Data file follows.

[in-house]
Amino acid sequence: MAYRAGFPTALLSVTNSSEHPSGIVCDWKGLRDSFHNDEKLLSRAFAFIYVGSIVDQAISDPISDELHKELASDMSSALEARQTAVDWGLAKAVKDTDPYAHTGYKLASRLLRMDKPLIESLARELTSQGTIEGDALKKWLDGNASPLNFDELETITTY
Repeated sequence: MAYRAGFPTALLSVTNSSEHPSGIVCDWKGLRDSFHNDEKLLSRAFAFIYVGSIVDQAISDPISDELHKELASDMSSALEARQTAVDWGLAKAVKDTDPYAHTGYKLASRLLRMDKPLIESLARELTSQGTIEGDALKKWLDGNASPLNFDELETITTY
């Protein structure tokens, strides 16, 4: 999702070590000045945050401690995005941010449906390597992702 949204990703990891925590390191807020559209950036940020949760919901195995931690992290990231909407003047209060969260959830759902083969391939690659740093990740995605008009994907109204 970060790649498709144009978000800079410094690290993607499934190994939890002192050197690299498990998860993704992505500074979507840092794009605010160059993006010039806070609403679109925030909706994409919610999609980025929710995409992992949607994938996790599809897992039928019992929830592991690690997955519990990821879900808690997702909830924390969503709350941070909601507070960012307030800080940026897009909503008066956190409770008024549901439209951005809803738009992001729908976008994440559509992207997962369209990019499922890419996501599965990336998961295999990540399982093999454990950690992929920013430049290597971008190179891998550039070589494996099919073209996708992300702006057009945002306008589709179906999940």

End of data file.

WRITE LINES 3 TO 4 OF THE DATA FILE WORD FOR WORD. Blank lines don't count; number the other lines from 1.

Repeated sequence: MAYRAGFPTALLSVTNSSEHPSGIVCDWKGLRDSFHNDEKLLSRAFAFIYVGSIVDQAISDPISDELHKELASDMSSALEARQTAVDWGLAKAVKDTDPYAHTGYKLASRLLRMDKPLIESLARELTSQGTIEGDALKKWLDGNASPLNFDELETITTY
């Protein structure tokens, strides 16, 4: 999702070590000045945050401690995005941010449906390597992702 949204990703990891925590390191807020559209950036940020949760919901195995931690992290990231909407003047209060969260959830759902083969391939690659740093990740995605008009994907109204 970060790649498709144009978000800079410094690290993607499934190994939890002192050197690299498990998860993704992505500074979507840092794009605010160059993006010039806070609403679109925030909706994409919610999609980025929710995409992992949607994938996790599809897992039928019992929830592991690690997955519990990821879900808690997702909830924390969503709350941070909601507070960012307030800080940026897009909503008066956190409770008024549901439209951005809803738009992001729908976008994440559509992207997962369209990019499922890419996501599965990336998961295999990540399982093999454990950690992929920013430049290597971008190179891998550039070589494996099919073209996708992300702006057009945002306008589709179906999940």